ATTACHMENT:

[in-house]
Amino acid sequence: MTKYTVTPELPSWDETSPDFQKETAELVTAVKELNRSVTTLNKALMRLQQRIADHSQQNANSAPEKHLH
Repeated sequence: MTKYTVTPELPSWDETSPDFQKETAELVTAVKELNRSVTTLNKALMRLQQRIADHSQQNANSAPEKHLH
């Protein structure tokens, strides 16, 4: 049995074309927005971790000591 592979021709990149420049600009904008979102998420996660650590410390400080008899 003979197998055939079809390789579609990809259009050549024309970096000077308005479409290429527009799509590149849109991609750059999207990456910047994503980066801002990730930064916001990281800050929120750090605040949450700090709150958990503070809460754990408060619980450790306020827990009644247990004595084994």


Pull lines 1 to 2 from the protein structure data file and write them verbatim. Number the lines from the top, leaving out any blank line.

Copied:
[in-house]
Amino acid sequence: MTKYTVTPELPSWDETSPDFQKETAELVTAVKELNRSVTTLNKALMRLQQRIADHSQQNANSAPEKHLH